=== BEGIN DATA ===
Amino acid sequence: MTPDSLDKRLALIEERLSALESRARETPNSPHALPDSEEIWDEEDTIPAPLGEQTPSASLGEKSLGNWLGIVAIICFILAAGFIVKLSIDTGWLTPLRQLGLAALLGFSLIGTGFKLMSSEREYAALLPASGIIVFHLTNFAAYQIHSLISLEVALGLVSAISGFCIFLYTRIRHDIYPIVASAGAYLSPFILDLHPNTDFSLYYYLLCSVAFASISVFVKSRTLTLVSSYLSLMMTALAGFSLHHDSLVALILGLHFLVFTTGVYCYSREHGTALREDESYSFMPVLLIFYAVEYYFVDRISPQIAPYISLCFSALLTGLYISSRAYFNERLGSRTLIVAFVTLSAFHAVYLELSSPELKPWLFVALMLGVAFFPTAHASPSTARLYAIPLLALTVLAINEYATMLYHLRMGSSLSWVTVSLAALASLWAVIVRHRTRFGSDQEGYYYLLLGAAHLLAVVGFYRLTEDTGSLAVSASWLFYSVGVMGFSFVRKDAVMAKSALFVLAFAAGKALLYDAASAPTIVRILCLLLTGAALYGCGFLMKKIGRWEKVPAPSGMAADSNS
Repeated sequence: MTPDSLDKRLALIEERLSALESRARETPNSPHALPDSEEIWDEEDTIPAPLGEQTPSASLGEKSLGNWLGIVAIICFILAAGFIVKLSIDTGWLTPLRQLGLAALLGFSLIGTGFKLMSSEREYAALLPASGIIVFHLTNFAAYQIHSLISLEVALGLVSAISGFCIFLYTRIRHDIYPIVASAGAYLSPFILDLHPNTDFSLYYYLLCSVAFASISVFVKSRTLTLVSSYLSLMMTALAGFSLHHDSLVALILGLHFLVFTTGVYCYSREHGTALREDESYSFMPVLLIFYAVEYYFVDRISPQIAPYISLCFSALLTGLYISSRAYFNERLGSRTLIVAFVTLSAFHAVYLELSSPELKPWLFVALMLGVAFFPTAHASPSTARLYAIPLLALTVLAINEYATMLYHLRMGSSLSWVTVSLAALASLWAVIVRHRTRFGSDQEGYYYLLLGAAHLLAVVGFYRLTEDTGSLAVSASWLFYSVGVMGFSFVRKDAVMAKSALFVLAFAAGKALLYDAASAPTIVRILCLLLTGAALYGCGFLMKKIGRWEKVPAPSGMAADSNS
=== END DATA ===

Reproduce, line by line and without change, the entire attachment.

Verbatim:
Amino acid sequence: MTPDSLDKRLALIEERLSALESRARETPNSPHALPDSEEIWDEEDTIPAPLGEQTPSASLGEKSLGNWLGIVAIICFILAAGFIVKLSIDTGWLTPLRQLGLAALLGFSLIGTGFKLMSSEREYAALLPASGIIVFHLTNFAAYQIHSLISLEVALGLVSAISGFCIFLYTRIRHDIYPIVASAGAYLSPFILDLHPNTDFSLYYYLLCSVAFASISVFVKSRTLTLVSSYLSLMMTALAGFSLHHDSLVALILGLHFLVFTTGVYCYSREHGTALREDESYSFMPVLLIFYAVEYYFVDRISPQIAPYISLCFSALLTGLYISSRAYFNERLGSRTLIVAFVTLSAFHAVYLELSSPELKPWLFVALMLGVAFFPTAHASPSTARLYAIPLLALTVLAINEYATMLYHLRMGSSLSWVTVSLAALASLWAVIVRHRTRFGSDQEGYYYLLLGAAHLLAVVGFYRLTEDTGSLAVSASWLFYSVGVMGFSFVRKDAVMAKSALFVLAFAAGKALLYDAASAPTIVRILCLLLTGAALYGCGFLMKKIGRWEKVPAPSGMAADSNS
Repeated sequence: MTPDSLDKRLALIEERLSALESRARETPNSPHALPDSEEIWDEEDTIPAPLGEQTPSASLGEKSLGNWLGIVAIICFILAAGFIVKLSIDTGWLTPLRQLGLAALLGFSLIGTGFKLMSSEREYAALLPASGIIVFHLTNFAAYQIHSLISLEVALGLVSAISGFCIFLYTRIRHDIYPIVASAGAYLSPFILDLHPNTDFSLYYYLLCSVAFASISVFVKSRTLTLVSSYLSLMMTALAGFSLHHDSLVALILGLHFLVFTTGVYCYSREHGTALREDESYSFMPVLLIFYAVEYYFVDRISPQIAPYISLCFSALLTGLYISSRAYFNERLGSRTLIVAFVTLSAFHAVYLELSSPELKPWLFVALMLGVAFFPTAHASPSTARLYAIPLLALTVLAINEYATMLYHLRMGSSLSWVTVSLAALASLWAVIVRHRTRFGSDQEGYYYLLLGAAHLLAVVGFYRLTEDTGSLAVSASWLFYSVGVMGFSFVRKDAVMAKSALFVLAFAAGKALLYDAASAPTIVRILCLLLTGAALYGCGFLMKKIGRWEKVPAPSGMAADSNS